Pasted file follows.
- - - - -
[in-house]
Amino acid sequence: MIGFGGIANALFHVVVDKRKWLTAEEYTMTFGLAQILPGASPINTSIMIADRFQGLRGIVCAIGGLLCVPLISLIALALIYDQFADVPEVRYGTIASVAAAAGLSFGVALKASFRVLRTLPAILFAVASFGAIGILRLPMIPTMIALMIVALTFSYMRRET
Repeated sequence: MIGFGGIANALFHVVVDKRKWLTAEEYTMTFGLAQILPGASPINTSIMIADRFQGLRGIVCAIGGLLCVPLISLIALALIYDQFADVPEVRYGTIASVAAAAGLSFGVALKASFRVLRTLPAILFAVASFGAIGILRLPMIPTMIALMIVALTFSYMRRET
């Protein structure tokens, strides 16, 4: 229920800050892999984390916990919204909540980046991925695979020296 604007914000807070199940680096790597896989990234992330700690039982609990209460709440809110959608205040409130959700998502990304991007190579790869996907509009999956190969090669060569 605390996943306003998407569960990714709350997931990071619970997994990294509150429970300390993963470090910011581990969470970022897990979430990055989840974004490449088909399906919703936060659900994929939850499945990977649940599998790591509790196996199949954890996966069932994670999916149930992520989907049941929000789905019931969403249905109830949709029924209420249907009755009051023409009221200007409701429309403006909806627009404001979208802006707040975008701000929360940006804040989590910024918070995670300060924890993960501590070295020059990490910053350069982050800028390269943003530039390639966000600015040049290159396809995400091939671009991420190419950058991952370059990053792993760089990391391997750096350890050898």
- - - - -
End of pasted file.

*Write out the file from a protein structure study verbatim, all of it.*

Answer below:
[in-house]
Amino acid sequence: MIGFGGIANALFHVVVDKRKWLTAEEYTMTFGLAQILPGASPINTSIMIADRFQGLRGIVCAIGGLLCVPLISLIALALIYDQFADVPEVRYGTIASVAAAAGLSFGVALKASFRVLRTLPAILFAVASFGAIGILRLPMIPTMIALMIVALTFSYMRRET
Repeated sequence: MIGFGGIANALFHVVVDKRKWLTAEEYTMTFGLAQILPGASPINTSIMIADRFQGLRGIVCAIGGLLCVPLISLIALALIYDQFADVPEVRYGTIASVAAAAGLSFGVALKASFRVLRTLPAILFAVASFGAIGILRLPMIPTMIALMIVALTFSYMRRET
């Protein structure tokens, strides 16, 4: 229920800050892999984390916990919204909540980046991925695979020296 604007914000807070199940680096790597896989990234992330700690039982609990209460709440809110959608205040409130959700998502990304991007190579790869996907509009999956190969090669060569 605390996943306003998407569960990714709350997931990071619970997994990294509150429970300390993963470090910011581990969470970022897990979430990055989840974004490449088909399906919703936060659900994929939850499945990977649940599998790591509790196996199949954890996966069932994670999916149930992520989907049941929000789905019931969403249905109830949709029924209420249907009755009051023409009221200007409701429309403006909806627009404001979208802006707040975008701000929360940006804040989590910024918070995670300060924890993960501590070295020059990490910053350069982050800028390269943003530039390639966000600015040049290159396809995400091939671009991420190419950058991952370059990053792993760089990391391997750096350890050898």